I Believe in Unicorns follows Davina (Natalia Dyer), a 16-year-old girl who is single-handedly taking care of her mother, Toni (played by the director’s mother, Toni Meyerhoff), bound to a wheelchair due to multiple sclerosis. But as earthbound as Toni is, Davina is not, often taken by imaginative daydreams and flights of fancy. Flights that manifest physically with the appearance of Sterling (Peter Vack), an older boy who is pure punk rock and palatable sexuality, yet he isn’t any less troubled than Davina.

I Believe in Unicorns is unabashedly a coming-of-age tale, intertwining Davina’s fantasies with her burgeoning sexual desires. It is in these moments that writer/director Leah Meyerhoff’s knack for emotion excels. Rather than paint these nubile moments in a golden hue of nostalgia and forced profundity, Meyerhoff wraps her protagonist in desire and uncertainty, unleashing both carnally and violently.

Meyerhoff achieves these moments by visualizing her story in three different forms, the first involving the cinematography and direction of the actors, which was shot over three weeks on Super 16mm. Once principal photography wrapped, Meyerhoff and her cinematographer, Jarin Blaschke, received a grant from Tribeca. They used those funds to film experimental and time-lapse shots of nature, which are sprinkled throughout the movie. Finally, Meyerhoff cannibalized the actor’s costumes (notably Sterling’s leather jacket) to make small dolls, which she used to create stop-motion animation, beautifully dramatizing Davina’s inner struggle. All three forms meld together beautifully, adding even more personality to a movie that is already steeped in handmade care.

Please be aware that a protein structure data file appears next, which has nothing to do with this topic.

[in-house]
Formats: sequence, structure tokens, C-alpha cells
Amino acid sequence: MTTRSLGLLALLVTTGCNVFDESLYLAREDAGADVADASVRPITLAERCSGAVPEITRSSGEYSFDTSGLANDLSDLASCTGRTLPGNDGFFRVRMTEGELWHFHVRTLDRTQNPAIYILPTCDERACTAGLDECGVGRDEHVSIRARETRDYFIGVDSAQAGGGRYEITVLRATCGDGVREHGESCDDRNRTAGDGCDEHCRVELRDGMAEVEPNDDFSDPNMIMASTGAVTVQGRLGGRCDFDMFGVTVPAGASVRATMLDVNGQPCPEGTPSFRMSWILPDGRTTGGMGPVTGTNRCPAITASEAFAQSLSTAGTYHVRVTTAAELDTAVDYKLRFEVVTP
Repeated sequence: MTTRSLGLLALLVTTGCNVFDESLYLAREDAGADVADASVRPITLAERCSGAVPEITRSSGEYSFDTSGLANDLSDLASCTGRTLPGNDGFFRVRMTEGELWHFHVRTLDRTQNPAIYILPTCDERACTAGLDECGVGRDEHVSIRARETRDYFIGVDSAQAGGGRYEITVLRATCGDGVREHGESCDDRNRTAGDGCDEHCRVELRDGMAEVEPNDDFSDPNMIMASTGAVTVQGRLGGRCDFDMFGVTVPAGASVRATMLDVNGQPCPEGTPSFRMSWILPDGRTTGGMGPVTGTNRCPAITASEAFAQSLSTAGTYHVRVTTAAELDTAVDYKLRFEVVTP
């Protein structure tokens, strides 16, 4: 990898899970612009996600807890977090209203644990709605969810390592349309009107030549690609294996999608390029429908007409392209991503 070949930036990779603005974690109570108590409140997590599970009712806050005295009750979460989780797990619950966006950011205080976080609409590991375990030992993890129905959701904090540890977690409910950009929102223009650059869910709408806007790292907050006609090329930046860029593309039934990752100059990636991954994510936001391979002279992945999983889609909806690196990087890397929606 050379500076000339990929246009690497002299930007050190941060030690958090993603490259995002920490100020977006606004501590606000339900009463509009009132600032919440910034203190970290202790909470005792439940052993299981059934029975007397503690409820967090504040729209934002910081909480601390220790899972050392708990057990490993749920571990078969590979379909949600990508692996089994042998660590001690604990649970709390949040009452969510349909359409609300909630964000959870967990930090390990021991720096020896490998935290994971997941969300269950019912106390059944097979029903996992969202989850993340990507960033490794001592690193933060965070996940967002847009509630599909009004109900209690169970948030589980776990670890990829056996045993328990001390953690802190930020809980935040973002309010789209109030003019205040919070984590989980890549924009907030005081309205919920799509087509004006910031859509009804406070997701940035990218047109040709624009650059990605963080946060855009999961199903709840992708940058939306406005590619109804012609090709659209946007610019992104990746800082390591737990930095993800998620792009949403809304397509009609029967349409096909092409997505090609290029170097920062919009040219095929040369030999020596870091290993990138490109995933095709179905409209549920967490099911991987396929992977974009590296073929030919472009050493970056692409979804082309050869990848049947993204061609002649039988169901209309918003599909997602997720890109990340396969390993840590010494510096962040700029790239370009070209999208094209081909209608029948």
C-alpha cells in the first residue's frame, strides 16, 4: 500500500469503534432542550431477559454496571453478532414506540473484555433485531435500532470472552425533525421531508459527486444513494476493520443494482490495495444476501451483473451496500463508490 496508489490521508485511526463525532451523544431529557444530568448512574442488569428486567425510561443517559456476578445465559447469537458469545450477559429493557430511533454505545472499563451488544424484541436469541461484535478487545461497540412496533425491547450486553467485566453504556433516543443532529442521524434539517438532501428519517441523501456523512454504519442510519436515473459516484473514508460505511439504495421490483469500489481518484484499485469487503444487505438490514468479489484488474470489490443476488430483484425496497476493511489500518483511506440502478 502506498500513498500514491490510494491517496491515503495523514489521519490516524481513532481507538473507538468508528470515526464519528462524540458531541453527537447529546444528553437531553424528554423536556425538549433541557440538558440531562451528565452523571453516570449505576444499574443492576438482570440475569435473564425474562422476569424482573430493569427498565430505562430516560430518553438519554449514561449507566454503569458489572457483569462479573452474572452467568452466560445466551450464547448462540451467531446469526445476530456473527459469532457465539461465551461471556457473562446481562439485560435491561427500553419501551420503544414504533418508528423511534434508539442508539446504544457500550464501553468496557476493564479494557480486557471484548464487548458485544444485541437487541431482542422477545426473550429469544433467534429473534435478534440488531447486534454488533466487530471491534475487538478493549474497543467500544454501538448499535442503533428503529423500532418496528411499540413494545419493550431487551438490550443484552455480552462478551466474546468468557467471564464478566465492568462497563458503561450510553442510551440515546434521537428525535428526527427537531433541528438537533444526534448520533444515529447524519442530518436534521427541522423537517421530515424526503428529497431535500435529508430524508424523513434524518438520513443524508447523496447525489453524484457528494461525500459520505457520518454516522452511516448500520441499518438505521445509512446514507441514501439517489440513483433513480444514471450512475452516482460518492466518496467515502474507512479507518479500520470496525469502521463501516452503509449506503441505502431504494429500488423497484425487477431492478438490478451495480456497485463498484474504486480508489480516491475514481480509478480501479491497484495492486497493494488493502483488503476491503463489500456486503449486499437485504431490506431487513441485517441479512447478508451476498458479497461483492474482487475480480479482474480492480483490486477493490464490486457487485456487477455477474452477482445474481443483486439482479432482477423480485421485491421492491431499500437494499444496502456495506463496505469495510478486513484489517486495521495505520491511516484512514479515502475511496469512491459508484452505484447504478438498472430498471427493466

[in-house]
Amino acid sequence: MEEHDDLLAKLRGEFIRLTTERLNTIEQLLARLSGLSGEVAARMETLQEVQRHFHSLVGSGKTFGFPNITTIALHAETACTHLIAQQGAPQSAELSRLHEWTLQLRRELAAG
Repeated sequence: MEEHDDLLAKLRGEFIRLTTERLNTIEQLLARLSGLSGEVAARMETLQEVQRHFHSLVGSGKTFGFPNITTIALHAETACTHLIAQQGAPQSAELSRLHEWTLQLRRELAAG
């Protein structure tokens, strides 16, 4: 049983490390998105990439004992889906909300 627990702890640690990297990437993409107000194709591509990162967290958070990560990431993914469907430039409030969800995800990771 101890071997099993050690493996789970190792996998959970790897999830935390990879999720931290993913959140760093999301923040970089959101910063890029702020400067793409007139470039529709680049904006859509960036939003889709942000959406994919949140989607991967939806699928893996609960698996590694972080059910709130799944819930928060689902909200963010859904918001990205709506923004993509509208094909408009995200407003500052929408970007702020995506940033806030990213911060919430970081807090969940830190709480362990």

For I Believe in Unicorns, Meyerhoff draws both from personal experience as well as personal desires. When the film played the Starz Denver Film Festival in 2014, Meyerhoff said in a Q&A that the film not only expresses her own experience but it also functions as the kind of movie she wished she could have seen as a young girl. This embrace of the alternative experience makes I Believe in Unicorns not simply a reflective movie but an inspirational one as well. Now streaming on Hoopla and TubiTV.

A version of the above review first appeared in the pages of Boulder Weekly Vol. 22, No. 37, “Not just a voice, a resounding roar.”